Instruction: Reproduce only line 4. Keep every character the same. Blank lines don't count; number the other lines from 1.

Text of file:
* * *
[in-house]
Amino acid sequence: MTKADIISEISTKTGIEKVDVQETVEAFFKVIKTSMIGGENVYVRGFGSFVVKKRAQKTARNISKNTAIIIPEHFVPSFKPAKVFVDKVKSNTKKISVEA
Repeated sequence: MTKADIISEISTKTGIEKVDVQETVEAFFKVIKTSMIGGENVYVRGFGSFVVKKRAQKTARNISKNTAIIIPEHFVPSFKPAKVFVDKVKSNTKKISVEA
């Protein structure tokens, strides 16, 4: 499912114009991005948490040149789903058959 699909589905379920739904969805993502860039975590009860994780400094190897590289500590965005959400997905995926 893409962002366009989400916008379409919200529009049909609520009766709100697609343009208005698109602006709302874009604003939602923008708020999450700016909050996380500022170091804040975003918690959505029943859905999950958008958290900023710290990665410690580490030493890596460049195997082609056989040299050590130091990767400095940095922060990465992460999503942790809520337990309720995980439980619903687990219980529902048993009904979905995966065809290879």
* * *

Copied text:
């Protein structure tokens, strides 16, 4: 499912114009991005948490040149789903058959 699909589905379920739904969805993502860039975590009860994780400094190897590289500590965005959400997905995926 893409962002366009989400916008379409919200529009049909609520009766709100697609343009208005698109602006709302874009604003939602923008708020999450700016909050996380500022170091804040975003918690959505029943859905999950958008958290900023710290990665410690580490030493890596460049195997082609056989040299050590130091990767400095940095922060990465992460999503942790809520337990309720995980439980619903687990219980529902048993009904979905995966065809290879």